In Switzerland, the faculties of theology are Catholic or Protestant according to their locations. For example, The Chur School of Theology teaches about Catholic confession as Chur is the oldest city in Switzerland and became Catholic in the 4th century. Therefore, the faculties assume part of their historical identity by teaching about the confession that historically formed the canton. However, the tendency to affirm a confessional identity in a faculty is largely discussed. The majority of these faculties propose a program in the first year that is focused on learning the theology of the specific confession. Then the program invites students to learn about other religions by going into History of Religions classes. These bachelor programs depict the debate of normativity in Swiss academia. In the field of religion, students are made aware of their religious and cultural norms, and are taught how to use these norms for a dialogue with other confessions or religions. So can this identity policy, in the field of religion, truly help in the matter of freedom of expression?
How norms influence freedom of religion in Switzerland
In Swiss law, freedom of religion is clearly stated. But in reality, this freedom is not present in all situations. Two past votes revealed the gap between rural and urban communities in Switzerland. In 2010, all Swiss citizens had to vote on the possibility of building minarets in Switzerland. The law on banning the construction of new minarets passed with a small majority of people from German-speaking rural communities. The same event happened in 2020 with the vote on banning the wearing of burqas in public space. In September 2021, the Swiss population will vote on the matter of ‘marriage for all’. But will a religious norm, which later became a Swiss cultural norm, once again not permit freedom of religion?
Awareness of normativity for freedom of expression
These examples show how a few cultural norms that originate from the 16th-century theological discourse in Switzerland are still impacting Swiss society in the present day. An attachment to some Christian moral values and the practice of modesty influence daily decisions in Switzerland and seem to contradict freedom of expression.
However, if used differently, these norms have the potential to harmonise freedom of religion with freedom of expression. These events happened due to a lack of awareness of the different religious norms that were included in the debate. In the case of the vote on minarets and the burqa, rural communities are not often in dialogue with people of other religions. Thus, they are not aware of Swiss Muslims’ cultural norms. Moreover, the t-shirt incident shows that the representatives of education in Geneva are often not aware that their cultural norm comes from Calvin’s time. In Switzerland, theological faculties have grasped this issue of misuse of normativity. Thus, they try to teach about these norms in order to produce a fruitful dialogue with other religions.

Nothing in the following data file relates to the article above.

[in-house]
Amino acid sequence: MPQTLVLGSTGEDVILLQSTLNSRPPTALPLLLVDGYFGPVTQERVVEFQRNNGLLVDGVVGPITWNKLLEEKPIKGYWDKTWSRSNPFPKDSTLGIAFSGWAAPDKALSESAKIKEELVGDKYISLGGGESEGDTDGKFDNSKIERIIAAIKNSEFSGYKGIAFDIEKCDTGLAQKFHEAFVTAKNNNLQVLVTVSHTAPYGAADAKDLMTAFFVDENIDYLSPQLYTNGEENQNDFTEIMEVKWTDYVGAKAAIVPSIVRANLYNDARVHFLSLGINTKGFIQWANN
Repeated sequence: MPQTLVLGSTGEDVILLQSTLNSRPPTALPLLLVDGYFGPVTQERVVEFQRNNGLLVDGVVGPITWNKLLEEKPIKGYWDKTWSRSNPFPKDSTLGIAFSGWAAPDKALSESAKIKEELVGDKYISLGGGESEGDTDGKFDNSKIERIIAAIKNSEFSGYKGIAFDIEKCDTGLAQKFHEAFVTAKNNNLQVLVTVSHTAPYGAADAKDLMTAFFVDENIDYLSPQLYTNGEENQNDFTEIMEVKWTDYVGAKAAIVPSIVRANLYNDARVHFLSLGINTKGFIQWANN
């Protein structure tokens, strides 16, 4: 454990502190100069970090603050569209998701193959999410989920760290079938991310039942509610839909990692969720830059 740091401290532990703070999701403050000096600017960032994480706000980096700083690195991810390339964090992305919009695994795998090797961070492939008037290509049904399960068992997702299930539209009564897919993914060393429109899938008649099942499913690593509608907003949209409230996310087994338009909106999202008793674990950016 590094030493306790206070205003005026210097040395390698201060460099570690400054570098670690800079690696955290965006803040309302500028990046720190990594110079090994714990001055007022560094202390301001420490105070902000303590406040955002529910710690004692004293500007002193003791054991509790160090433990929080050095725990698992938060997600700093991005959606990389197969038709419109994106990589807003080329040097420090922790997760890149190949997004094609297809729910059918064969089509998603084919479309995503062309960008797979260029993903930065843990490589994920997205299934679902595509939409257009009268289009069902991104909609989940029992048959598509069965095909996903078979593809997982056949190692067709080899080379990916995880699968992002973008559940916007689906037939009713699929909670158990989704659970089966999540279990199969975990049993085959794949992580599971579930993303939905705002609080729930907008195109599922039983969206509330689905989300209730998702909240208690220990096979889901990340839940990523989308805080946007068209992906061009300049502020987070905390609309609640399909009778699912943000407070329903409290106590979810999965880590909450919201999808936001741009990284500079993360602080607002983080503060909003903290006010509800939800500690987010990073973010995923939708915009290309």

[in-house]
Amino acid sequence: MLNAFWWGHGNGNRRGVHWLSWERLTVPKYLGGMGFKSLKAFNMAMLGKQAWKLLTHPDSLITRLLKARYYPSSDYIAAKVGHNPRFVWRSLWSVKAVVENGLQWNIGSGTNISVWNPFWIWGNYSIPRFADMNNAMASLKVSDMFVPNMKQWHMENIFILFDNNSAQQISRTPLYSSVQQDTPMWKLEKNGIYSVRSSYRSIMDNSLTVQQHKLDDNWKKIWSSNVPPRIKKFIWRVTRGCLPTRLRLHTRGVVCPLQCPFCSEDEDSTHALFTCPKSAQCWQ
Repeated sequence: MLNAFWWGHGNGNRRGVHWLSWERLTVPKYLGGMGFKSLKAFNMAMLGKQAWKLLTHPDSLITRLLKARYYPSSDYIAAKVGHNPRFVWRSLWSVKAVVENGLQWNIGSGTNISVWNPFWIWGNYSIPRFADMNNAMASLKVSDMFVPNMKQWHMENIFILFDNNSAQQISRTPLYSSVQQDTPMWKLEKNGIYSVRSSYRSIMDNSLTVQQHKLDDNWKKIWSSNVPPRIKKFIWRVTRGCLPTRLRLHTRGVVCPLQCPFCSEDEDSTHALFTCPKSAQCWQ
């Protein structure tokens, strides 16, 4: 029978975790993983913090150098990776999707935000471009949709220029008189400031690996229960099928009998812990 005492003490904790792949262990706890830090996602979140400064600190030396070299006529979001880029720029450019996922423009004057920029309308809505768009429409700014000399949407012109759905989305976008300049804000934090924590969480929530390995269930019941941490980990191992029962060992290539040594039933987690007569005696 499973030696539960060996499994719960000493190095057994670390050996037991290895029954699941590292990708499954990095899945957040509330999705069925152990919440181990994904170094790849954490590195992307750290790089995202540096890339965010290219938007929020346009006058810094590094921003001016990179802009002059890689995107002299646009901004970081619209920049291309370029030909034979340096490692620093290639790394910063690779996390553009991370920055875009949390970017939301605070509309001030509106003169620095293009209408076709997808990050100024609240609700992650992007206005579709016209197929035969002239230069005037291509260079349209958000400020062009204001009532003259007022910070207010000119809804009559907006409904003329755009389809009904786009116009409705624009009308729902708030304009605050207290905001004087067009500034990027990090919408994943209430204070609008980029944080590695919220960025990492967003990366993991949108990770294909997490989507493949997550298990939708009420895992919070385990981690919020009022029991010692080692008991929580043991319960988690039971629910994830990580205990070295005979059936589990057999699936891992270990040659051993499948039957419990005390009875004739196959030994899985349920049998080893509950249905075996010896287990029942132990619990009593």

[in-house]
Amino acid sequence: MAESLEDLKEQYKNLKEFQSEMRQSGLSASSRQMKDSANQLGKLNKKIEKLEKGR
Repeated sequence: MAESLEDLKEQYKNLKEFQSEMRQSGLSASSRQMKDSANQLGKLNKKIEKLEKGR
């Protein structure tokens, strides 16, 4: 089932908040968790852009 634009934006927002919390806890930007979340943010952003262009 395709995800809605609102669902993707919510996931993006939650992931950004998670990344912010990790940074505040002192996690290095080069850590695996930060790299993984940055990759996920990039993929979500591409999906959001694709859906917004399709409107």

These religious norms, which later became social norms, are significant for dialogue as they portray the identity of the people in dialogue. Freedom of religion starts with becoming aware of norms present in different religions. Freedom of expression would also be more respected through this awareness, as freedom of religion and freedom of expression are interconnected due to this historical shift from religious norms to social norms. In conclusion, our awareness of our normativity can be used as a tool for dialogue to harmonise freedom of religion with freedom of expression in Switzerland.
Our team of analysts conducts research on topics relating to religion and society. In the second half of 2021, we are focusing on the subject of normativity. Find out more on the EARS Dashboard.